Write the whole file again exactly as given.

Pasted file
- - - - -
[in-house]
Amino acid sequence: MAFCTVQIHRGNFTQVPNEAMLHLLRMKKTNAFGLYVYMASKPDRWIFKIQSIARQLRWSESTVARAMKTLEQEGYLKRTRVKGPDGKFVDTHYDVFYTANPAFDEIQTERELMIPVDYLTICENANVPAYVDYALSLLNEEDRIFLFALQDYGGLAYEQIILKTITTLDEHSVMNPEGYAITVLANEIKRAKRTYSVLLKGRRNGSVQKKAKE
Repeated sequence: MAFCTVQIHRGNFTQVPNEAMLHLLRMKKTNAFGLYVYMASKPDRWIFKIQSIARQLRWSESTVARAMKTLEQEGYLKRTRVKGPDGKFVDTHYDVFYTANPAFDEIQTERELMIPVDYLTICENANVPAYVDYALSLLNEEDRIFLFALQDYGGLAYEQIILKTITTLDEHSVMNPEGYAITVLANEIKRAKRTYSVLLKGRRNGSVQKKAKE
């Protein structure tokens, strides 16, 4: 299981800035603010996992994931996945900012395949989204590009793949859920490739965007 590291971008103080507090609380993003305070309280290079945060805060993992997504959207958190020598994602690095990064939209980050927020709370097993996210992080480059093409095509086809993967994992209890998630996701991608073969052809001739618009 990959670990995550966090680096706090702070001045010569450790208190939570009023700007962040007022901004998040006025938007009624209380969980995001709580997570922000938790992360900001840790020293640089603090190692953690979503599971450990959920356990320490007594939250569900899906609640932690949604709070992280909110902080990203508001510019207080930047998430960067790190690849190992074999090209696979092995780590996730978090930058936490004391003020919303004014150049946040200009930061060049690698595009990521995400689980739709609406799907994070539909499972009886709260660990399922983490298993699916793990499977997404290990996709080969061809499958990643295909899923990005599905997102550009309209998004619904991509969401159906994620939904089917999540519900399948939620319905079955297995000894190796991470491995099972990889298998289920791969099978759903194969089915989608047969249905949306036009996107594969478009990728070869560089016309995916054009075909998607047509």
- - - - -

[in-house]
Amino acid sequence: MAFCTVQIHRGNFTQVPNEAMLHLLRMKKTNAFGLYVYMASKPDRWIFKIQSIARQLRWSESTVARAMKTLEQEGYLKRTRVKGPDGKFVDTHYDVFYTANPAFDEIQTERELMIPVDYLTICENANVPAYVDYALSLLNEEDRIFLFALQDYGGLAYEQIILKTITTLDEHSVMNPEGYAITVLANEIKRAKRTYSVLLKGRRNGSVQKKAKE
Repeated sequence: MAFCTVQIHRGNFTQVPNEAMLHLLRMKKTNAFGLYVYMASKPDRWIFKIQSIARQLRWSESTVARAMKTLEQEGYLKRTRVKGPDGKFVDTHYDVFYTANPAFDEIQTERELMIPVDYLTICENANVPAYVDYALSLLNEEDRIFLFALQDYGGLAYEQIILKTITTLDEHSVMNPEGYAITVLANEIKRAKRTYSVLLKGRRNGSVQKKAKE
């Protein structure tokens, strides 16, 4: 299981800035603010996992994931996945900012395949989204590009793949859920490739965007 590291971008103080507090609380993003305070309280290079945060805060993992997504959207958190020598994602690095990064939209980050927020709370097993996210992080480059093409095509086809993967994992209890998630996701991608073969052809001739618009 990959670990995550966090680096706090702070001045010569450790208190939570009023700007962040007022901004998040006025938007009624209380969980995001709580997570922000938790992360900001840790020293640089603090190692953690979503599971450990959920356990320490007594939250569900899906609640932690949604709070992280909110902080990203508001510019207080930047998430960067790190690849190992074999090209696979092995780590996730978090930058936490004391003020919303004014150049946040200009930061060049690698595009990521995400689980739709609406799907994070539909499972009886709260660990399922983490298993699916793990499977997404290990996709080969061809499958990643295909899923990005599905997102550009309209998004619904991509969401159906994620939904089917999540519900399948939620319905079955297995000894190796991470491995099972990889298998289920791969099978759903194969089915989608047969249905949306036009996107594969478009990728070869560089016309995916054009075909998607047509």